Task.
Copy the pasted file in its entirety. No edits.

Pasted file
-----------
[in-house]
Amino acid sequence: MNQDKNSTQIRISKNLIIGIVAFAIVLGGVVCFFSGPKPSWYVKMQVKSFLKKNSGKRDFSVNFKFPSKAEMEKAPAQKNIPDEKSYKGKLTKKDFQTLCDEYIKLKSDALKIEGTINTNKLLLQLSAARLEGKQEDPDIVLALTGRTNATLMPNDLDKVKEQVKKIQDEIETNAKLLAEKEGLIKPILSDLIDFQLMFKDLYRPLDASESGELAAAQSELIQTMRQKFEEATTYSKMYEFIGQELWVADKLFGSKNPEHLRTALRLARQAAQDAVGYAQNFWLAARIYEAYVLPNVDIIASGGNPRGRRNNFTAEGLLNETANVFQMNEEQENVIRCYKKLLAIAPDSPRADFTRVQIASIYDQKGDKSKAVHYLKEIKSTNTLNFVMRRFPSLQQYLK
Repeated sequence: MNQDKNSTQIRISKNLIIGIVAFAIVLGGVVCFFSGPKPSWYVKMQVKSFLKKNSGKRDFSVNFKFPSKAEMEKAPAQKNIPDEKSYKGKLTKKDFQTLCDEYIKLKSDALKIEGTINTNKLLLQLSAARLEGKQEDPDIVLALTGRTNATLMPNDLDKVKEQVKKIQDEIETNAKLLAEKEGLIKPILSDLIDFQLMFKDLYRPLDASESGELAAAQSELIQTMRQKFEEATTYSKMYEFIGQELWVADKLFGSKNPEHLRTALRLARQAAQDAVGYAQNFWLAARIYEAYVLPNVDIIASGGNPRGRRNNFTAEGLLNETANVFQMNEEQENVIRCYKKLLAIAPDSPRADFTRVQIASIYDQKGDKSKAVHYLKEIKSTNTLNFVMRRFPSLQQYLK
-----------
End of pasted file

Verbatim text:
[in-house]
Amino acid sequence: MNQDKNSTQIRISKNLIIGIVAFAIVLGGVVCFFSGPKPSWYVKMQVKSFLKKNSGKRDFSVNFKFPSKAEMEKAPAQKNIPDEKSYKGKLTKKDFQTLCDEYIKLKSDALKIEGTINTNKLLLQLSAARLEGKQEDPDIVLALTGRTNATLMPNDLDKVKEQVKKIQDEIETNAKLLAEKEGLIKPILSDLIDFQLMFKDLYRPLDASESGELAAAQSELIQTMRQKFEEATTYSKMYEFIGQELWVADKLFGSKNPEHLRTALRLARQAAQDAVGYAQNFWLAARIYEAYVLPNVDIIASGGNPRGRRNNFTAEGLLNETANVFQMNEEQENVIRCYKKLLAIAPDSPRADFTRVQIASIYDQKGDKSKAVHYLKEIKSTNTLNFVMRRFPSLQQYLK
Repeated sequence: MNQDKNSTQIRISKNLIIGIVAFAIVLGGVVCFFSGPKPSWYVKMQVKSFLKKNSGKRDFSVNFKFPSKAEMEKAPAQKNIPDEKSYKGKLTKKDFQTLCDEYIKLKSDALKIEGTINTNKLLLQLSAARLEGKQEDPDIVLALTGRTNATLMPNDLDKVKEQVKKIQDEIETNAKLLAEKEGLIKPILSDLIDFQLMFKDLYRPLDASESGELAAAQSELIQTMRQKFEEATTYSKMYEFIGQELWVADKLFGSKNPEHLRTALRLARQAAQDAVGYAQNFWLAARIYEAYVLPNVDIIASGGNPRGRRNNFTAEGLLNETANVFQMNEEQENVIRCYKKLLAIAPDSPRADFTRVQIASIYDQKGDKSKAVHYLKEIKSTNTLNFVMRRFPSLQQYLK